We first meet Midge, a small pale, frightened boy peering up at the entrance to his new school. It is his first day in his new surroundings and he is struggling to cope with the unfamiliarity of the situation. We learn his parents have recently separated and that it is more than just starting a new school that is causing Midge great sadness. Everything has changed for Midge and he wants everything to go back to the way things were.
‘If I was on a bike, I’d make it go backwards not forwards,’ he thinks to himself. ‘If I could, I’d walk backwards too.’
His new teacher pairs him with Mo, a friendly, positive and animated character to help show him around the school and keep him company. Mo is determined to cheer Midge up but it seems the harder she tries the more distant and sad Midge becomes, as though her attempts to cheer only serve to remind him of happier times. Mo begins to despair that she cannot helps Midge and seeks advice from her teacher and her parents. We discover that Midge and Mo have more in common than it first appears and begins to draw on her own experiences to support her new friend. Mo helps her friend to understand that feeling sad is okay and slowly and patiently, through kindness and understanding, waits for the cloud of sadness to lift.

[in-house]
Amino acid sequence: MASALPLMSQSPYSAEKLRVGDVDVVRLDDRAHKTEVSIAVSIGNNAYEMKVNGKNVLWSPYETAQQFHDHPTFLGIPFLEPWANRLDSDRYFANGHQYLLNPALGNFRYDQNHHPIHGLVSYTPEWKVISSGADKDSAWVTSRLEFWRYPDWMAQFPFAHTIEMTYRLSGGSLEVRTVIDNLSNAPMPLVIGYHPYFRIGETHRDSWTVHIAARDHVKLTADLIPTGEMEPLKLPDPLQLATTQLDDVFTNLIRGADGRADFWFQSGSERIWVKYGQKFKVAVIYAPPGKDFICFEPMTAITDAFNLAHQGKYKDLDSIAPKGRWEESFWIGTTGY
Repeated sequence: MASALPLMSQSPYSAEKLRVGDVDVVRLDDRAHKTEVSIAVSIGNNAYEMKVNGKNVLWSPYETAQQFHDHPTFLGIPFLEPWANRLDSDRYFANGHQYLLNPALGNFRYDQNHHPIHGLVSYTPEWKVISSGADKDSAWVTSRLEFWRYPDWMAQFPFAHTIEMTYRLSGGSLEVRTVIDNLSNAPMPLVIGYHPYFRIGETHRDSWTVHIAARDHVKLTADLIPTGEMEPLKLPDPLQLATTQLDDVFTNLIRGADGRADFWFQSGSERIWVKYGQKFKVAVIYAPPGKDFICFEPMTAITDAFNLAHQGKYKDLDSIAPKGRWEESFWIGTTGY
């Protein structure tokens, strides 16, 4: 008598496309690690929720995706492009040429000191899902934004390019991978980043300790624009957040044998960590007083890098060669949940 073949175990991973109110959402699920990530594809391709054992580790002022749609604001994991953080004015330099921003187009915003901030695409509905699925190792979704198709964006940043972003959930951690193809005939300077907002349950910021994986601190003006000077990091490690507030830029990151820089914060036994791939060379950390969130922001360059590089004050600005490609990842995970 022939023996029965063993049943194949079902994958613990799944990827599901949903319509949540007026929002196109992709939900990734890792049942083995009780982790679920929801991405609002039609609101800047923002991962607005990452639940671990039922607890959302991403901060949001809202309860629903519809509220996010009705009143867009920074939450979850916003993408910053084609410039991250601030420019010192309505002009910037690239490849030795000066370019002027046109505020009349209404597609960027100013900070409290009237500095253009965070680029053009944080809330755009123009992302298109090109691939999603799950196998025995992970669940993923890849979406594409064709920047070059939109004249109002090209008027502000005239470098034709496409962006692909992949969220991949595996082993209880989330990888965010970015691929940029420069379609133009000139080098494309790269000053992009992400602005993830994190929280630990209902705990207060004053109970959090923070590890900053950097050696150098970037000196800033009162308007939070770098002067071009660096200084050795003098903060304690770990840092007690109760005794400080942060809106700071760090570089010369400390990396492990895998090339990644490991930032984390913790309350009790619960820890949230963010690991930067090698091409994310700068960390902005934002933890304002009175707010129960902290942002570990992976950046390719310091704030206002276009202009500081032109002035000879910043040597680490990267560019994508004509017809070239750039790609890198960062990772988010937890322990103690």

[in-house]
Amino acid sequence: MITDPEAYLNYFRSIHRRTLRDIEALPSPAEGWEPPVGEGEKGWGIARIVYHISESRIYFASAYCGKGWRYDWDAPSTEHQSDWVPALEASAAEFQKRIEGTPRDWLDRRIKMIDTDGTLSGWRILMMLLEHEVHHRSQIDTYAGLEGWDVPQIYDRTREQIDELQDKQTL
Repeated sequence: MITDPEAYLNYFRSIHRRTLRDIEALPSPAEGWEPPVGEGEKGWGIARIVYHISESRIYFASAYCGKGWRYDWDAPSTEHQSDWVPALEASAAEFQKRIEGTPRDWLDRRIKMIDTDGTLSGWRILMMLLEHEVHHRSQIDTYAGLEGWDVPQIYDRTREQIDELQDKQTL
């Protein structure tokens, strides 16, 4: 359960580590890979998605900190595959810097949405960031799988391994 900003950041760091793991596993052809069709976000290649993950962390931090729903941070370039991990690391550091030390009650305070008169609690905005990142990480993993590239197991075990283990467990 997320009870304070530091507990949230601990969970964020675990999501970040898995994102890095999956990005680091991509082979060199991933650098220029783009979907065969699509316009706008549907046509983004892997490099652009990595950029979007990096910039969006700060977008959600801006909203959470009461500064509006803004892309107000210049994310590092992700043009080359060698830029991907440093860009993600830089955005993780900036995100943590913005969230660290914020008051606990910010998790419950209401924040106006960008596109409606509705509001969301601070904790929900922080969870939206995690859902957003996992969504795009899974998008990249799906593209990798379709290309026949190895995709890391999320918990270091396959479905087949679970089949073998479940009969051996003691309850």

The wonderful illustrations by Becky Cameron add depth, beautifully reflecting the feelings of the main characters. Williamson has triumphed in capturing the sense of fear, confusion and anxiety that change can cause to children. Most importantly, both author and illustrator have also perfectly portrayed the beauty and healing power of friendship and understanding, thus helping to build empathy in young readers. KF